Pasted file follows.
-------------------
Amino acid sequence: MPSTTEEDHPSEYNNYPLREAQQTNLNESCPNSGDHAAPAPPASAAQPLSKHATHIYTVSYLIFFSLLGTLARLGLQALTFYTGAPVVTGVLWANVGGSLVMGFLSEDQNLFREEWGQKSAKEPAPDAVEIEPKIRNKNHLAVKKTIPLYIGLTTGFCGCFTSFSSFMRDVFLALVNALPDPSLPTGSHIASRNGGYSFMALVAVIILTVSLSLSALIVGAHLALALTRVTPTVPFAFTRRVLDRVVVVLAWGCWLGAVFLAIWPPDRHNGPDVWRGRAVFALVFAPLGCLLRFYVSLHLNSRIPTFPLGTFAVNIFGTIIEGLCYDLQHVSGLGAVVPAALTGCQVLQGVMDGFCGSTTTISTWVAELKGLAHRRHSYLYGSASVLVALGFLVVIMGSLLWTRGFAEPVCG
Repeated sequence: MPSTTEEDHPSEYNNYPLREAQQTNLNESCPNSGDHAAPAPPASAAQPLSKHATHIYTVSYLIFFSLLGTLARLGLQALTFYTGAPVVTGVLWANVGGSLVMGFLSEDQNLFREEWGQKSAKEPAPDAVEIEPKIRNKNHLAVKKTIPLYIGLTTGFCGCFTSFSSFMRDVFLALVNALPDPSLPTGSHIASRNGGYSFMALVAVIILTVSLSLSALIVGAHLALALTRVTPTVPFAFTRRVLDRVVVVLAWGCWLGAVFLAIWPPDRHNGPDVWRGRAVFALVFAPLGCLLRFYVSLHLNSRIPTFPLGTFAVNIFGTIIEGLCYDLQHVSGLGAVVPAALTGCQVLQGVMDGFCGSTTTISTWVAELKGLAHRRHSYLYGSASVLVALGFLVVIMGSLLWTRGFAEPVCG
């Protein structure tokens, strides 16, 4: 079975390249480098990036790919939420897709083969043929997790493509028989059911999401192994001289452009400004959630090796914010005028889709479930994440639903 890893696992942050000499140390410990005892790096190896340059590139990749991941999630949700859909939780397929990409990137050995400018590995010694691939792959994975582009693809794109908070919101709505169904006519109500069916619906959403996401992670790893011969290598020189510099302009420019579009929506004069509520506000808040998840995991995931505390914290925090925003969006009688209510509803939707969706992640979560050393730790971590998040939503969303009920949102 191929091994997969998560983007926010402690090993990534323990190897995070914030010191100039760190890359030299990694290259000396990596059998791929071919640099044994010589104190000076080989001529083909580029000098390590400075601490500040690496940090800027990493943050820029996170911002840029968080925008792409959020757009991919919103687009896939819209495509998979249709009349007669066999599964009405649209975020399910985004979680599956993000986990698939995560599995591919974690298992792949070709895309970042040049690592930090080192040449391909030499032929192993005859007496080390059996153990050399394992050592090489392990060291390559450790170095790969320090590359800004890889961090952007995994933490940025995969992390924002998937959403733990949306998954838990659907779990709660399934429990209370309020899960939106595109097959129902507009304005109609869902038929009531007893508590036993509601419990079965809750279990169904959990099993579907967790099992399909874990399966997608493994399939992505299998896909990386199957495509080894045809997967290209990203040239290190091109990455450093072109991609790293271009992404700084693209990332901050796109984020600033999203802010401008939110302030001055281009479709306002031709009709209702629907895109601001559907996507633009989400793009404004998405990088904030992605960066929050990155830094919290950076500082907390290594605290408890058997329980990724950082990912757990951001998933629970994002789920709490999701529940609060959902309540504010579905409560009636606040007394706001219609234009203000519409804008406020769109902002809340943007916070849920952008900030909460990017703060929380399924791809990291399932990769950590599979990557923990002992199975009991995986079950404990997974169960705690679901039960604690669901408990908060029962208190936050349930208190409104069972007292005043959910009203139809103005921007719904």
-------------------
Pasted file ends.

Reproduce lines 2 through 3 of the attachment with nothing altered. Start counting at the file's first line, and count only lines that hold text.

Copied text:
Repeated sequence: MPSTTEEDHPSEYNNYPLREAQQTNLNESCPNSGDHAAPAPPASAAQPLSKHATHIYTVSYLIFFSLLGTLARLGLQALTFYTGAPVVTGVLWANVGGSLVMGFLSEDQNLFREEWGQKSAKEPAPDAVEIEPKIRNKNHLAVKKTIPLYIGLTTGFCGCFTSFSSFMRDVFLALVNALPDPSLPTGSHIASRNGGYSFMALVAVIILTVSLSLSALIVGAHLALALTRVTPTVPFAFTRRVLDRVVVVLAWGCWLGAVFLAIWPPDRHNGPDVWRGRAVFALVFAPLGCLLRFYVSLHLNSRIPTFPLGTFAVNIFGTIIEGLCYDLQHVSGLGAVVPAALTGCQVLQGVMDGFCGSTTTISTWVAELKGLAHRRHSYLYGSASVLVALGFLVVIMGSLLWTRGFAEPVCG
């Protein structure tokens, strides 16, 4: 079975390249480098990036790919939420897709083969043929997790493509028989059911999401192994001289452009400004959630090796914010005028889709479930994440639903 890893696992942050000499140390410990005892790096190896340059590139990749991941999630949700859909939780397929990409990137050995400018590995010694691939792959994975582009693809794109908070919101709505169904006519109500069916619906959403996401992670790893011969290598020189510099302009420019579009929506004069509520506000808040998840995991995931505390914290925090925003969006009688209510509803939707969706992640979560050393730790971590998040939503969303009920949102 191929091994997969998560983007926010402690090993990534323990190897995070914030010191100039760190890359030299990694290259000396990596059998791929071919640099044994010589104190000076080989001529083909580029000098390590400075601490500040690496940090800027990493943050820029996170911002840029968080925008792409959020757009991919919103687009896939819209495509998979249709009349007669066999599964009405649209975020399910985004979680599956993000986990698939995560599995591919974690298992792949070709895309970042040049690592930090080192040449391909030499032929192993005859007496080390059996153990050399394992050592090489392990060291390559450790170095790969320090590359800004890889961090952007995994933490940025995969992390924002998937959403733990949306998954838990659907779990709660399934429990209370309020899960939106595109097959129902507009304005109609869902038929009531007893508590036993509601419990079965809750279990169904959990099993579907967790099992399909874990399966997608493994399939992505299998896909990386199957495509080894045809997967290209990203040239290190091109990455450093072109991609790293271009992404700084693209990332901050796109984020600033999203802010401008939110302030001055281009479709306002031709009709209702629907895109601001559907996507633009989400793009404004998405990088904030992605960066929050990155830094919290950076500082907390290594605290408890058997329980990724950082990912757990951001998933629970994002789920709490999701529940609060959902309540504010579905409560009636606040007394706001219609234009203000519409804008406020769109902002809340943007916070849920952008900030909460990017703060929380399924791809990291399932990769950590599979990557923990002992199975009991995986079950404990997974169960705690679901039960604690669901408990908060029962208190936050349930208190409104069972007292005043959910009203139809103005921007719904």